Now the question of rape. Interestingly, the paragraph on rape is almost a case study on how not to investigate cases of rape. Here is a verbatim translation: "On asking locals about sexual harassment and abductions of women at the border, the team were told that such incidents took place in the past but in the present such incidents do not occur and there has been no cases filed in the police about such cases."

Now as every activist (male or female) working in rape knows, going up to a potential victim and saying to them: by the way, have you heard of any rape cases around this area? is rarely a good way to get accurate information. Victims often suffer from psychological and physical trauma of the incidents. They are not willing to confide to a fly-by-night team that yes, indeed, the border security force raped them -- especially since there is no police protection and no guarantee of safety that any protection will be accorded to them after the investigation team leaves.

If the Nepali government is really serious about investigating accusations of rape by the Indian border force, it will get together a diplomatic team in Nepal who will fly to New Delhi, get hold of the Indian Government's Ministry of Women Affairs and form an investigative team that will include high level Indian police officers like Kiran Bedi, and prosecutors who have worked to put rapists in prison. This team will then spend two to three weeks talking to Nepali (and Indian) women at the border, and conclude by dismissing key offenders and implementing strong sexual harassment laws in the Indian border security force. And while we are are it, we should do the same for the Nepali security forces as well.

The two countries must also provide safe homes and counseling centers for women facing sexual violence on the border area, since borders seem particularly prone to incidents of violence against women.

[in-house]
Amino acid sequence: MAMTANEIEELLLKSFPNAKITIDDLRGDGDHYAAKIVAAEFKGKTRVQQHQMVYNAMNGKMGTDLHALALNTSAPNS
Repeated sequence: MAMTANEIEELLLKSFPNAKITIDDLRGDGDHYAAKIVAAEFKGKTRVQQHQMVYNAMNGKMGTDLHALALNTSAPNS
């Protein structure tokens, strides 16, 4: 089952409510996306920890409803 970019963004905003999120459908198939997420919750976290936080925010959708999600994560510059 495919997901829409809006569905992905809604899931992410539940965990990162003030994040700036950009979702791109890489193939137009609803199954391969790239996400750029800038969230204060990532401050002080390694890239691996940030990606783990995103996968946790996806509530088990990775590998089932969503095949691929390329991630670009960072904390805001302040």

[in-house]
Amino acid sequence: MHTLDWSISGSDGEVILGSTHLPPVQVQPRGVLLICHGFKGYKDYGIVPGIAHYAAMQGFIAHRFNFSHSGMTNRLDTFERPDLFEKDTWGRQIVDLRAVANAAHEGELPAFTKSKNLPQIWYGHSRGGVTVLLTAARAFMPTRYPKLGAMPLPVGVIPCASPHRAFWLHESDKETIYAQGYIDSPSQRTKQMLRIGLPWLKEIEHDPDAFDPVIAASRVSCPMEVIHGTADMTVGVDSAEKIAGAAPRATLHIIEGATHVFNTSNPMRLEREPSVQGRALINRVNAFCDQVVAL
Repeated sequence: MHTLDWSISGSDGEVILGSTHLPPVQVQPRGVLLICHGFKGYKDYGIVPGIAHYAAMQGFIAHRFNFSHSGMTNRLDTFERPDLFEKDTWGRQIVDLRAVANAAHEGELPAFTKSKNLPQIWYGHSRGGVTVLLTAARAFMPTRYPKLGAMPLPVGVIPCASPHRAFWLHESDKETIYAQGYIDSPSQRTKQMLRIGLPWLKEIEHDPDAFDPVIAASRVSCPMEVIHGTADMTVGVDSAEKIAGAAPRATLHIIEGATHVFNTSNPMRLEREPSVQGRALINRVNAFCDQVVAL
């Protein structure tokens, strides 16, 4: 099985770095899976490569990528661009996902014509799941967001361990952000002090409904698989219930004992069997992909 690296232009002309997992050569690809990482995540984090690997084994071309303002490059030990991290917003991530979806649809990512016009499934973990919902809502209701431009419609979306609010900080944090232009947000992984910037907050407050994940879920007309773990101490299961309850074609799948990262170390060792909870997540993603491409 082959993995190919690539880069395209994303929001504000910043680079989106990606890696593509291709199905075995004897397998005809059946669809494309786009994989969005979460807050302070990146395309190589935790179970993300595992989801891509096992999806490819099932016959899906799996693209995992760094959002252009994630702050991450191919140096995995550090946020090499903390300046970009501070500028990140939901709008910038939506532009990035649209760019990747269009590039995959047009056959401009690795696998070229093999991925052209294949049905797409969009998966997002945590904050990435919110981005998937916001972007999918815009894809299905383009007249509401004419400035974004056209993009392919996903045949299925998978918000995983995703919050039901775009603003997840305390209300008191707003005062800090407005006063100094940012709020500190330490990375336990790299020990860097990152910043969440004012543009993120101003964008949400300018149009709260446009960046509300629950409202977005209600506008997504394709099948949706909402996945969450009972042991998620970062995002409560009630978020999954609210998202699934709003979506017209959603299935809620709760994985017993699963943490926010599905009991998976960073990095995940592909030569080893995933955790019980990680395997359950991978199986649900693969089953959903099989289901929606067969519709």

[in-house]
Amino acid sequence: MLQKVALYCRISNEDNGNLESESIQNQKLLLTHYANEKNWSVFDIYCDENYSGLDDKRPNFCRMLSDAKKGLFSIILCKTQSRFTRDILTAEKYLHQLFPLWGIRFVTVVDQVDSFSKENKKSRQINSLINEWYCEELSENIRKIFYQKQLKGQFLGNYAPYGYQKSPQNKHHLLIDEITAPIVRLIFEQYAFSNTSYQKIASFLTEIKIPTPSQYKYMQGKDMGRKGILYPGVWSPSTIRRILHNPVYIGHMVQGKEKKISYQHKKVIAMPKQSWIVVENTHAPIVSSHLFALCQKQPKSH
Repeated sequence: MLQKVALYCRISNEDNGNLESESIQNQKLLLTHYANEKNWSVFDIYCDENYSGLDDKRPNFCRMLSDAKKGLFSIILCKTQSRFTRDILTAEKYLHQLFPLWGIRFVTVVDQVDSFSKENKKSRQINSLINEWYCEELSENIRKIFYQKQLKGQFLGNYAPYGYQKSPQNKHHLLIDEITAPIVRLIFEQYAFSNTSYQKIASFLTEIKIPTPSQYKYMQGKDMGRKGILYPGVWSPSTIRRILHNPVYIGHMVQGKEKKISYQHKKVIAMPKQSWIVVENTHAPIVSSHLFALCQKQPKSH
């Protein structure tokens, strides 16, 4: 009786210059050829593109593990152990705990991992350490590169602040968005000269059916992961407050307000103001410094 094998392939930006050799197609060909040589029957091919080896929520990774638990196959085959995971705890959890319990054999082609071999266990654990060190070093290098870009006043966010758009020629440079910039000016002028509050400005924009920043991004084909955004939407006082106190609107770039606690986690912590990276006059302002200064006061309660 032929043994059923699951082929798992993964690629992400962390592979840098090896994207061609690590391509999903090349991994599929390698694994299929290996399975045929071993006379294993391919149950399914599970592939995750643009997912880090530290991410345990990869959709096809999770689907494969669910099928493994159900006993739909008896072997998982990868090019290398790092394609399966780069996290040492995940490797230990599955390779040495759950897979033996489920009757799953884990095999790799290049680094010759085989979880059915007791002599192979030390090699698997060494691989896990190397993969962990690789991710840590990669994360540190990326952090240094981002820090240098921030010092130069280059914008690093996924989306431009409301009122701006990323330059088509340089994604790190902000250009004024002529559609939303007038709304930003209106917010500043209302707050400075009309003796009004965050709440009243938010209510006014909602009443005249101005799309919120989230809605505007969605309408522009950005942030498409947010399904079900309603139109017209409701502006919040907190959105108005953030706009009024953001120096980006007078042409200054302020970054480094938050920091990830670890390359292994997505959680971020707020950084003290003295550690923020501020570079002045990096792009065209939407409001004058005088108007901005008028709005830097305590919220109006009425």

According to advocate Govinda Bandi Sharma, there is no legal solution to encroachment. Somebody has filed a lawsuit in the Nepali Supreme Court but one cannot really take the Indian Embassy to Nepali court because they enjoy diplomatic immunity. "The only solution is a diplomatic one," says Sharma.

The way forward is constant pressure and vigilance from civil society to document and investigate actual incidents. Nepali civil society groups must also make linkages with Indian ones and keep them informed about actual incidents so Indian journalists, lawyers and citizen groups are updated on these situations and can raise it within their own legal system.

The Nepali government must also get its dysfunctional foreign ministry in order, and engage in diplomatic talks with the Indian side. One good way may be to informally engage former ambassadors to India, who already have the experience of dealing with their Indian counterparts, to broaden the discussion and keep it in the public eye.

Instead of blaming India for all its problems, the Nepali government must get off its lazy and dysfunctional ass and immediately provide essential services at the border, including citizenship certificates for its nationals, land registration offices, and border monitoring guards.
And all of this, of course, must be constantly monitored by civil society to ensure the Nepali government removes its ostrich head from the quicksand of political bickering and actually does something for its citizens.

(Sushma Joshi has a BA in International Relations from Brown University)